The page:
Whatever happened to the kindness of strangers?
She was about 25, 5’3 and stout.
She had three boys, approximately aged six, four and three.
She was stressed. Could you blame her?
Standing in the checkout line at Walmart recently, my heart went out to this woman who could have been me. Or you.
Her kids were screaming. Her nerves were on edge. People were staring. Oh, the shame.
When she inevitably snapped, all unfriendly eyes focused on her, as if to say:
“so what are you going to do about this situation?”
As if on cue, she yelled at the top of her lungs:
“Get back in the cart NOW or I will spank you so hard your head will spin!!”
We all looked away, as if her edict had shamed each and every one of us, even though we weren’t the object of her scorn. We didn’t really hear that, did we?
It’s easy to be judgmental in situations like this. I found myself feeling mildly superior to her, at first. After all, I would never do such a thing in public, would I? I would never lose my cool like that, let alone threaten to spank my kids, especially within earshot of others. Would I?
Like many of us, I’d like to think that I wouldn’t, but who knows, really? More importantly, who knows what this woman’s situation is, and what has led her to feel so frazzled and stressed?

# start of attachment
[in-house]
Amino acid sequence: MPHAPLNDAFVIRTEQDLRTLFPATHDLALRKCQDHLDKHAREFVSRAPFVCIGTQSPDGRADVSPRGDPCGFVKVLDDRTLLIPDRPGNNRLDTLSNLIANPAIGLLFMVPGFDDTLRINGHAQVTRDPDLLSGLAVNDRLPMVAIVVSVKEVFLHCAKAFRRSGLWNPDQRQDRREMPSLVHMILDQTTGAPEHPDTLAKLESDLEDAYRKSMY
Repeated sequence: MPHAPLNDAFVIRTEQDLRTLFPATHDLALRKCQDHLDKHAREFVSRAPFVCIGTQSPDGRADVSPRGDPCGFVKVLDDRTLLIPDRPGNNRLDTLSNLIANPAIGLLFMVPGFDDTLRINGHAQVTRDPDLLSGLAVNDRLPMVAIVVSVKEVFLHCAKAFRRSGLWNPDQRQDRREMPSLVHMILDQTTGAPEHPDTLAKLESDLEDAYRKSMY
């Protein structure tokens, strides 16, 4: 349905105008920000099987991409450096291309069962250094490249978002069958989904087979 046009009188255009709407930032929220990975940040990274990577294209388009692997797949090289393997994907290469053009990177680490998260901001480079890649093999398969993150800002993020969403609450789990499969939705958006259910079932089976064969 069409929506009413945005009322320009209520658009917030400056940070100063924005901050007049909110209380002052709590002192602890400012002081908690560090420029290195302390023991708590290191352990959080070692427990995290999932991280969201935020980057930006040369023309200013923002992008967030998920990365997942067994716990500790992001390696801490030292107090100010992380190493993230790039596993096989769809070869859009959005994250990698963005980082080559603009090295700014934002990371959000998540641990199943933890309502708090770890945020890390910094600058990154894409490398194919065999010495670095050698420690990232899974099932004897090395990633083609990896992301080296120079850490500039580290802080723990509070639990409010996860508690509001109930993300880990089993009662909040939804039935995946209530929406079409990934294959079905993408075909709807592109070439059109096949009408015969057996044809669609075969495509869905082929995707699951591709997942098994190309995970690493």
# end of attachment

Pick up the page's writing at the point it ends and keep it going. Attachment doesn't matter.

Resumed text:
It’s interesting that this person who was clearly in need of some support, whether emotional or otherwise, was left to fend for herself and her kids in the sterile environment of my local discount department store. Perhaps her audience was literally petrified by their embarrassment; perhaps they felt that she was one of those women, and was not worthy of any assistance. “She’s probably receiving assistance from us already,” so many of them were likely thinking.
Shame on them. Shame on me.
I felt for her, but did nothing.
I was petrified into silence; yes, by my embarrassment, but also by my need to not be associated with her. After all, I had the small mercy of shopping alone on that particular day. My husband had our kids and I was running a quick errand, picking up laundry detergent and other household supplies. Perhaps she didn’t have a loved one that she could leave the children with while she shopped in peace. Perhaps her babysitter was unavailable for the day. Perhaps her partner was ill, and she chose to take the kids with her to make things easier. Ironically.
Regardless of the reason, we left her alone to flounder with her kids while we watched in silence and superiority. How sad.
Whatever possessed the inaction that took over my psyche on that day is irrelevant. I should have helped, whether it was a compassionate smile, or an offer to carry some of her bags while she dealt with her children. I did nothing, hoping that someone else would do something. Shame on me.
To all of us who look away when we should lend a hand, who smirk in smug silence in judgement of others when we ourselves are not perfect, shame on all of us. When faced with situations like this in future, lets hope that we collectively remember the adage about glass houses as well as loving thy brother – or sister – as we love ourselves.
To the woman in the Walmart – I’m sorry.
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